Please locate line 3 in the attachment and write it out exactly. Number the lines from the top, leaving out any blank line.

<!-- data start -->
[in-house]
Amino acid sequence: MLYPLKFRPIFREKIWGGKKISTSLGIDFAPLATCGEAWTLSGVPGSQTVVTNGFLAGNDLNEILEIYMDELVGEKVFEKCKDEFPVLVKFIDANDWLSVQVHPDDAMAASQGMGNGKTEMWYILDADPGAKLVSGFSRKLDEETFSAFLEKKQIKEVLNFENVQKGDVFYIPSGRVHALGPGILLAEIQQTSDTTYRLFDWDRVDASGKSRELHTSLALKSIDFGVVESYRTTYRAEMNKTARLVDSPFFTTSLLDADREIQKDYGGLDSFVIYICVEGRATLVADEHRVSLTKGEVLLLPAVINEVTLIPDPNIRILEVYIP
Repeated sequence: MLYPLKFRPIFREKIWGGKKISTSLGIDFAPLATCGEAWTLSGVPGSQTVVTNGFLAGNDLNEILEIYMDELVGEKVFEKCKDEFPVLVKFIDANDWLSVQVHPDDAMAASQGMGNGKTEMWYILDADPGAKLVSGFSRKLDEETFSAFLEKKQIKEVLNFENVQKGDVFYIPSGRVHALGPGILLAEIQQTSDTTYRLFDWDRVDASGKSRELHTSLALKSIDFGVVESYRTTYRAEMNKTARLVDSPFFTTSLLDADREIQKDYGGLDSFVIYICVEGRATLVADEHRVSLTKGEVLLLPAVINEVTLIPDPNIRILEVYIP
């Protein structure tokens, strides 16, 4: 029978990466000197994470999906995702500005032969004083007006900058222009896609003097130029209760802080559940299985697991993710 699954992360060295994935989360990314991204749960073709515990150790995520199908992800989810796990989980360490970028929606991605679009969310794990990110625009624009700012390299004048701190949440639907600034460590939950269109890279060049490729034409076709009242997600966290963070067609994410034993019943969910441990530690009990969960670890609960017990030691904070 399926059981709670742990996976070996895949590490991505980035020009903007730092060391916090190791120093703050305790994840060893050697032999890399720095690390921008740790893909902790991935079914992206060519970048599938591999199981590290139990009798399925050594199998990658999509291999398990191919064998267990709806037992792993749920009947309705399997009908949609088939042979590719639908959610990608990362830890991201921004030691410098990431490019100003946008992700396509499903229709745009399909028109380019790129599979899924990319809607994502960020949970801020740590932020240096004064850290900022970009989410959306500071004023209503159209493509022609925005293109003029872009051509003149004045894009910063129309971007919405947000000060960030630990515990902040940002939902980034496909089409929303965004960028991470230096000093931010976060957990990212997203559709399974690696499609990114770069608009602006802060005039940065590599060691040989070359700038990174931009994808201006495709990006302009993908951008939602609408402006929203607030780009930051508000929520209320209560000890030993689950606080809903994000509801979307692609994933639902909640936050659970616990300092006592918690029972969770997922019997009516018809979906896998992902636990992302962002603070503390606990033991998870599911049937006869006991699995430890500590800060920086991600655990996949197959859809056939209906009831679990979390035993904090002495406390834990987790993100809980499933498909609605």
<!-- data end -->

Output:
Repeated sequence: MLYPLKFRPIFREKIWGGKKISTSLGIDFAPLATCGEAWTLSGVPGSQTVVTNGFLAGNDLNEILEIYMDELVGEKVFEKCKDEFPVLVKFIDANDWLSVQVHPDDAMAASQGMGNGKTEMWYILDADPGAKLVSGFSRKLDEETFSAFLEKKQIKEVLNFENVQKGDVFYIPSGRVHALGPGILLAEIQQTSDTTYRLFDWDRVDASGKSRELHTSLALKSIDFGVVESYRTTYRAEMNKTARLVDSPFFTTSLLDADREIQKDYGGLDSFVIYICVEGRATLVADEHRVSLTKGEVLLLPAVINEVTLIPDPNIRILEVYIP